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I am obsessing over Great-grandma’s apple recipes right now, so you get to be along for the ride.

First up is Apple Marmalade.  I know there are some anglophiles out there that will scold me for calling something that isn’t just peel “marmalade”, but it does have peel in it. I think in the overall categorization of fruit spreads, this is probably really a jam.  The way I have been taught is just juice=jelly, fruit chunks or puree=jam, whole fruit=preserves, peel=marmalade, and nuts and dried fruit with fresh fruit=conserves.  Feel free to correct me.

I have no idea what kind of apples are on my trees.  The “good” has apples that are slightly rosy and have a soft glow.  They remind me of a MacIntosh, but aren’t that red and aren’t that flat.  They are crisp and slightly sweet.  The “bad” tree has apples that are streaky and red-green.  The apples are crisp and tart.  They make your salivary glands clench in a good way.

 

And “good” is good because it has more fruit on it than the “bad” tree.  You should understand that when I say that the bad tree has less fruit, it still has more apples on it than I have ever possessed at one time in my entire life.  In less than an hour using only the stepladder, I was able to fill a laundry basket and a bin full of apples mostly off the “bad” tree.

 

DSCN2735

Back to marmalade.  This marmalade smells like Christmas and tastes like sunshine.  I sent some home with a friend and she reported it gone almost immediately.  I spread some on zucchini bread.  It was delicious.

I chose to use blood oranges when I made mine since the type of orange was not specified.  It might have been a slightly defiant choice.  I do that.  I just thought that the red pulp would be pretty.  It is.  The red flecks in the orange spread make it look spicy.

It also occurred to me when I was reading the recipe that it said to seed the oranges.  I don’t remember the last time I’ve eaten an orange I had to seed.  This led to a conversation with my mom about the advent of navel oranges.  And how our grocery stores rarely carry any type of orange or orange-like fruit that have seeds.  I’m sure this has greater significance and says many more things than I’m willing to go into here, but food for thought…(see that pun?)

 

 

DSCN2740And just because it’s probably in everyone’s best interest, please adhere to the proper guidelines when preserving your food.  If you go to open a jar of this and it seems off, throw it out.  From what I’ve heard, botulism isn’t that much fun.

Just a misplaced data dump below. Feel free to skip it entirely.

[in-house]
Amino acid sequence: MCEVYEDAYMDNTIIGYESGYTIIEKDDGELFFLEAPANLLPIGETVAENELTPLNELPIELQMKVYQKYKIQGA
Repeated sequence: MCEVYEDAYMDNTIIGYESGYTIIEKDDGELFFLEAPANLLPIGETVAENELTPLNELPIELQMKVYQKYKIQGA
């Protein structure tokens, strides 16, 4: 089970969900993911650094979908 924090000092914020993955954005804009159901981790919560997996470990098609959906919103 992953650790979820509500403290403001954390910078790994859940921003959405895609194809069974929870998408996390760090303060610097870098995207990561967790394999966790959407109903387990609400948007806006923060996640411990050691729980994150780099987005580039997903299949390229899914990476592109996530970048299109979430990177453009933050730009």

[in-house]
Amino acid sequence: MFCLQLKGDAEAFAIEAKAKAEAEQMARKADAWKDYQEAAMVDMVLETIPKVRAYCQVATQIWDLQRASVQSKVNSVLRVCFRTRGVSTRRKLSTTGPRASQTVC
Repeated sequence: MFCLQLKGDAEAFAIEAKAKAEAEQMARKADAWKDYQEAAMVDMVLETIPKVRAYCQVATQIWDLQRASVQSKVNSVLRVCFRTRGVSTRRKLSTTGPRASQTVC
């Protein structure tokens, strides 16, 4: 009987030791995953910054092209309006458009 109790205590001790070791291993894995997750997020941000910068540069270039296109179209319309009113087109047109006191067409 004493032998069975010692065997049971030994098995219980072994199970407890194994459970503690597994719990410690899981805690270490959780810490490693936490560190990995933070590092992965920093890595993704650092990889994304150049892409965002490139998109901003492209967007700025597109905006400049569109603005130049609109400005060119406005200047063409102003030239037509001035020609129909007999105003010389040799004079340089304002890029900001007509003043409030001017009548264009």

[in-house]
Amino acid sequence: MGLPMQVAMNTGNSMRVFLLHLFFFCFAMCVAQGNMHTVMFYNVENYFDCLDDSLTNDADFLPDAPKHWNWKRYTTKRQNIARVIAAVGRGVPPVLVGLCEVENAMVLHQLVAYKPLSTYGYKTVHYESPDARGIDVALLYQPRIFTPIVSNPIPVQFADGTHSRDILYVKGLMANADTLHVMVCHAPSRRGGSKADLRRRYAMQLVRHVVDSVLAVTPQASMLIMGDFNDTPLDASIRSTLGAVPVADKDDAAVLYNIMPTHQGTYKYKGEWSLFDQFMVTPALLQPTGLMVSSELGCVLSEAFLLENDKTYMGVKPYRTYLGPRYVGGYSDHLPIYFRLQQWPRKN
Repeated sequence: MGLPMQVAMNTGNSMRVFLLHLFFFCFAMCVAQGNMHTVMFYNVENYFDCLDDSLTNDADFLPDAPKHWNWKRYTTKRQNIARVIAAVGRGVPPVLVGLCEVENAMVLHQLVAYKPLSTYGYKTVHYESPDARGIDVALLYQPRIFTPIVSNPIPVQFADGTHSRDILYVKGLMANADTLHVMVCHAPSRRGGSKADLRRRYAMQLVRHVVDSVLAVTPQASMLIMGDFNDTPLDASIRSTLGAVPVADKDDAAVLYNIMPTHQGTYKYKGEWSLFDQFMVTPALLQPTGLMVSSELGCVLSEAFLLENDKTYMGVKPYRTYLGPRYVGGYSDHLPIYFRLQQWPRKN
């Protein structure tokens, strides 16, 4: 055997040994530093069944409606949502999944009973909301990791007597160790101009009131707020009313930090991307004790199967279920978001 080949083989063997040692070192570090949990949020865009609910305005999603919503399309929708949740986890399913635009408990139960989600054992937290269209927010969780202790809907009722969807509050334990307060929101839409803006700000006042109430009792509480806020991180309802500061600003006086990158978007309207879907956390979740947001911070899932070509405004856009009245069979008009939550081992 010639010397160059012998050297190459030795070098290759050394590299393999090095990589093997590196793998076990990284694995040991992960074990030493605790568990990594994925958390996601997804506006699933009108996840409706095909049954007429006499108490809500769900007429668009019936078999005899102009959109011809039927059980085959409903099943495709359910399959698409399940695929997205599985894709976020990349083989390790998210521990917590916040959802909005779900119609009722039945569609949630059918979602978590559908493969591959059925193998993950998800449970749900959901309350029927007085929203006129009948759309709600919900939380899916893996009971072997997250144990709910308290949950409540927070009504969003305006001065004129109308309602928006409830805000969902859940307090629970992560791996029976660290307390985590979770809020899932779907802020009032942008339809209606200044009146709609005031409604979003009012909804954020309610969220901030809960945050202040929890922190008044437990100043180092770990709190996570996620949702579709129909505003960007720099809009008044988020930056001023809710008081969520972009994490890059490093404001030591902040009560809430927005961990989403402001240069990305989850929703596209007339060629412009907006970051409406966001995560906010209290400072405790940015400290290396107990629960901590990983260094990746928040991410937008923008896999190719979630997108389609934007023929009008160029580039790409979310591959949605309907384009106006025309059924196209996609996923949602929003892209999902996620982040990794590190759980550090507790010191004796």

Apple Marmalade

 

Sweet and Sour Bean Combo vs 4 Bean Salad

In which I make 2 bean dishes.

It’s time for the ultimate showdown.  The world holds its collective breath and waits while the final verdict is determined.  In the battle of the beans, who will come out on top?  A bean dish served warm with a cooked sweet and sour sauce, or is it a dish served cold (like revenge) with a simple shaken dressing?

It may be surprising to learn that I don’t actually remember eating bean salad until last summer.  I’ve seen it on potluck tables my entire life.  Who in the Midwest hasn’t?  Usually nestled in there between some cheesy potato casserole and a layered Jell-O salad.  The thing is, bean salad of any variety does not look that interesting.  The colors are kind of clashy.  It kind of has that look of a 70’s kitchen.  It just doesn’t look like it would actually taste good.  And everyone knows that we eat with our eyes first.

Ok, so these two recipes have a lot of similar ingredients.  Both use kidney, wax, and green beans.  The Sweet and Sour Bean combo allows for fresh.  The 4 bean salad calls for cans.  This is not major.  Either could be switched out for the other (except good luck finding fresh kidney beans).

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The cooked dressing in the Sweet and Sour Bean Combo calls for using the liquid from the beans.  Do NOT use the liquid from the can of kidney beans.  It does nothing for the texture of the sauce.

 

The 4 Bean Salad, as you will notice when you look at the recipe calls for 1 can of kidney beans, 1 can of green beans, and 1 can of wax beans.  There is no fourth bean unless you are counting that it’s being served to a human bean…We discussed options for 4th bean. You could use both dark and light kidney beans or throw some edamame in there.  Garbanzo might be ok.  I think I’d veer away from canned lima, but frozen/thawed might be ok.  And realistically, it was probably supposed to be called 3 Bean Salad, but people get moving too fast and write things down without thinking and then never bothered to change it.

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The overall flavor of the cold 4 Bean Salad was much better than the hot Sweet and Sour Bean Combo.  The only thing we liked about the Sweet and Sour Bean Combo was the kidney beans.  This is not good.  You should not make food where you only appreciate one ingredient of the finished dish.  We tried it again the next day to see if the flavor was improved.  It wasn’t.

Make the 4 Bean Salad.  Add another bean if you like.  I might think about reducing the sugar and using fresh beans.  This salad is light and refreshing.  It’s a compliment to whatever meat you are serving, but can also be used as an ingredient in a larger salad.

 

Make sure the onion is sliced thinly and you may even consider cutting it into half moons instead of rings.  It all depends on how much you like large pieces of onion.  If you are using olive oil instead of another type, you may end up with chunks of cold oil in your salad.  This is perfectly normal. As the temperature rises, the chunks will melt back into oil.  If you prefer, you can pretend it’s oil “caviar” and you have performed some feat of molecular gastronomy.

4 Bean SaladSweet and Sour Green Bean Combo